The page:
LONE TREE — In April, first-term Lone Tree Mayor Jon Green made a proposal not often seen by elected officials.
Green suggested to his fellow City Council members that Lone Tree change its government system from mayor-council to city manager-council. Green, who works full time in information technology and devotes an additional 10 to 35 hours a week to his mayoral duties, reasoned that Lone Tree would benefit from a city manager with a background in public administration who could devote more time to improving the community.
Green estimated it would cost roughly $150,000 to cover the salary and benefits for a city manager, which would be covered by a property tax increase of about $20 a month for most Lone Tree residents. If his proposal were accepted, Green would be Lone Tree’s last mayor.
WHAT’S HAPPENED SINCE
One way or another, Green will not be Lone Tree’s mayor in 2020.
Green told The Gazette this month that he does not plan to seek another term. His reasoning goes back to why he proposed eliminating the mayor position in the first place.
“It just takes a hell of a lot of time,” he said of his mayoral duties. “When you’re working 50 hours a week in your regular job, it just doesn’t leave enough time for me to do a good enough job.”
Green said he’s still working to improve Lone Tree in the months he has left as mayor. In the last few weeks, the Lone Tree City Council had a joint meeting with the Johnson County Board of Supervisors and the Lone Tree Community School board of trustees, the first time those three entities have met together, he said.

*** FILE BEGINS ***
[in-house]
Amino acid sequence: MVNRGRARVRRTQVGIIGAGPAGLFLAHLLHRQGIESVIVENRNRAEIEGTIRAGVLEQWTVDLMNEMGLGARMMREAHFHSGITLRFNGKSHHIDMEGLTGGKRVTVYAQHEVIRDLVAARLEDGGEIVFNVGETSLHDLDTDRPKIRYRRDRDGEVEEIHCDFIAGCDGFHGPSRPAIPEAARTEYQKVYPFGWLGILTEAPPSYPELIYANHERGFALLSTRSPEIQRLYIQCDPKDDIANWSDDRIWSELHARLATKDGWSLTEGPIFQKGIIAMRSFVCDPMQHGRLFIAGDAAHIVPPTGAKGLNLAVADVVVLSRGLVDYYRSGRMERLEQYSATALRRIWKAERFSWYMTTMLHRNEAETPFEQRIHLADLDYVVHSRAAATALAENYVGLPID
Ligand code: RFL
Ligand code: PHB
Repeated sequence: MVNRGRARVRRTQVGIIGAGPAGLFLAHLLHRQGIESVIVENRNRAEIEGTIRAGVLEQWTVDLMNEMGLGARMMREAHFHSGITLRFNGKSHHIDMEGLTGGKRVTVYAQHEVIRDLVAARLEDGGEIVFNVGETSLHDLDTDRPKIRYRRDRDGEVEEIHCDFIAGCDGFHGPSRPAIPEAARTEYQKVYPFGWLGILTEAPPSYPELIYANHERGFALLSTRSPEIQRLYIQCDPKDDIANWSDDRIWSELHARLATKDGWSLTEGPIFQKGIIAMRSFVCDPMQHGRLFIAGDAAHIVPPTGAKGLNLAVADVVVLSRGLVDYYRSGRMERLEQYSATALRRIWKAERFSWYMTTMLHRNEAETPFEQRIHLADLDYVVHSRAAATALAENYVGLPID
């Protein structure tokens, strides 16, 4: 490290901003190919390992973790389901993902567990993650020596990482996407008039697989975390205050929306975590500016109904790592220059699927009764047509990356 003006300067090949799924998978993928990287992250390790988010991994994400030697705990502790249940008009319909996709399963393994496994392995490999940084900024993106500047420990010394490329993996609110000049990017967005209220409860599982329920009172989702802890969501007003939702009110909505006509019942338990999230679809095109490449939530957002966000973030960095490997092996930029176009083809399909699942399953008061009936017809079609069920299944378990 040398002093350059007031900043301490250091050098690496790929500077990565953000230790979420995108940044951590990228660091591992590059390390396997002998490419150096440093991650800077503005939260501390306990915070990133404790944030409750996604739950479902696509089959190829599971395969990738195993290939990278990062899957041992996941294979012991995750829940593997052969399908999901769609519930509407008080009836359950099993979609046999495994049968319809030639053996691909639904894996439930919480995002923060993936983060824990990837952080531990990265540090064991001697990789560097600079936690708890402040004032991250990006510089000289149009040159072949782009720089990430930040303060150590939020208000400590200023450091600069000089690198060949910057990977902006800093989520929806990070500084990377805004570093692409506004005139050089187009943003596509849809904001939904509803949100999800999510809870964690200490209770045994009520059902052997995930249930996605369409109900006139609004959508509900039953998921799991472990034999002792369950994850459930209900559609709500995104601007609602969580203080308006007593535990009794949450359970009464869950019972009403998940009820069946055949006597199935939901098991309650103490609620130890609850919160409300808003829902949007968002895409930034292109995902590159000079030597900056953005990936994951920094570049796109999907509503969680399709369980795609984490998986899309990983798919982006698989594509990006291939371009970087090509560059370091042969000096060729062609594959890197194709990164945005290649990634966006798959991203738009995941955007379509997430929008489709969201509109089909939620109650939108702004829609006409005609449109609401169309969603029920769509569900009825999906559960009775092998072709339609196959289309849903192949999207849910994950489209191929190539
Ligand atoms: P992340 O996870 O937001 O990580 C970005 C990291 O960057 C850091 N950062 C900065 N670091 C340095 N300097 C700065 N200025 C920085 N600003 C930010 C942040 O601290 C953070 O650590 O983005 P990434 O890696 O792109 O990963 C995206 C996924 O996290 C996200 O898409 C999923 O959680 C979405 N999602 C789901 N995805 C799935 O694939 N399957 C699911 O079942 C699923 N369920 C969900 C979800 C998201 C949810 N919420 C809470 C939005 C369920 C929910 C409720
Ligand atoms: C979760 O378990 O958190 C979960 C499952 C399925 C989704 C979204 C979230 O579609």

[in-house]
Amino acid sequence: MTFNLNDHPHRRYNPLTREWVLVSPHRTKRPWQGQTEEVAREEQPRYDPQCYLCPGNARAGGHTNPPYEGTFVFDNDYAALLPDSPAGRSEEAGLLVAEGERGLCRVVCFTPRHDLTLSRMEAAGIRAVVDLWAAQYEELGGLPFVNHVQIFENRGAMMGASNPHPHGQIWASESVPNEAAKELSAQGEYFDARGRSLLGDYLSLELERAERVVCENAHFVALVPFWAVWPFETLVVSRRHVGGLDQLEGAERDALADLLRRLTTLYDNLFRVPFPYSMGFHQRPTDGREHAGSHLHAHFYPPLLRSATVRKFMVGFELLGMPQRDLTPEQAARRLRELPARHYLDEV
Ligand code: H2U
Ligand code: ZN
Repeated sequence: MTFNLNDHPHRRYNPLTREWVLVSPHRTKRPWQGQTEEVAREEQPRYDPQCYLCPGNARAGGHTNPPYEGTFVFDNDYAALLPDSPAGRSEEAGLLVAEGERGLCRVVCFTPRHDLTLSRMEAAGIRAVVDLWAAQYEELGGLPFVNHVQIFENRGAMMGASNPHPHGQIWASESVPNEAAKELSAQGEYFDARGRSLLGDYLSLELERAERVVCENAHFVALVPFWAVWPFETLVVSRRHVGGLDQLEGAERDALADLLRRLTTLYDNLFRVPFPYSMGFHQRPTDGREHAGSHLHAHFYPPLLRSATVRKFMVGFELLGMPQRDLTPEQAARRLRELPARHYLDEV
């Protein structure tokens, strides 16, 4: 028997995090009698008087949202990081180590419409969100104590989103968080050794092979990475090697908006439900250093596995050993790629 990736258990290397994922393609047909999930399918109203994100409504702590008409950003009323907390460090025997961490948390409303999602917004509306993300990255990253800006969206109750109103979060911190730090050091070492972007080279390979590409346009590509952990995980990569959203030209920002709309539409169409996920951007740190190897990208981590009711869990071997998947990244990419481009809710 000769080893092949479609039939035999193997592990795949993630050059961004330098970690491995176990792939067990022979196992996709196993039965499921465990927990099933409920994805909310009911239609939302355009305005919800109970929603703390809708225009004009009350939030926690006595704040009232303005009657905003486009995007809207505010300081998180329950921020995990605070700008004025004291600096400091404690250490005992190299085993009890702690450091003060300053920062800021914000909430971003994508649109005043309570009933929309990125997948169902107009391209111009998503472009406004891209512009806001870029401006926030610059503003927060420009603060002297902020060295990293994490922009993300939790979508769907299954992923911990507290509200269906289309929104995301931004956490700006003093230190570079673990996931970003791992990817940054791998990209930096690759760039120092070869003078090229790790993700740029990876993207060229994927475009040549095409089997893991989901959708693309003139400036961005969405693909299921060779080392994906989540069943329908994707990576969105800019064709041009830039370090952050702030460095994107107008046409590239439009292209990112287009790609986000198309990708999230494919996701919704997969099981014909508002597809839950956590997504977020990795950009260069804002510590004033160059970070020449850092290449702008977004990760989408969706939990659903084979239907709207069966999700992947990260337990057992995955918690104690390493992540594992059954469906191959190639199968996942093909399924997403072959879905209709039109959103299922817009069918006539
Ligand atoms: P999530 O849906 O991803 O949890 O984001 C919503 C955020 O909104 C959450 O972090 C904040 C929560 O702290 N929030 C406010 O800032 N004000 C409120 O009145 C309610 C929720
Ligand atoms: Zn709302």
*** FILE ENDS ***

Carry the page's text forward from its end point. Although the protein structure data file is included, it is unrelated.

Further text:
Next month, the Iowa Women’s Foundation will meet with the City Council to discuss increasing the availability of affordable, high-quality child care in the community.
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And, Green hasn’t given up on his city manager proposal. Green said while some community members are in favor of maintaining the status quo, the “lion’s share” of people he’s spoken with support the city manager idea.
The issue is cost.
“It all comes down to money,” he said. “I don’t think anybody would say, ‘I don’t want to do this because I have ideological objections to it.’ It all comes down to money. It’s a big ask. So, I’m just trying to do the best I can to convince folks that this is an investment in the community’s future.”
Green said he has not yet taken the proposal to the council for a vote. He said state law dictates that if the vote fails, it cannot be reconsidered for two years.
“It’s not something I would ask for a vote on unless I was reasonably confident it’s going to succeed,” he said. “I don’t know if we’re going to get there by the end of the year. Frankly, I think it’s unlikely.”
Green said the council did appropriate some money to send the city clerk to Kirkwood Community College to take grant writing classes.
“At some point, you have to invest in the community to make sure the community continues to be viable,” he said. “At the end of the day, everything costs money.”
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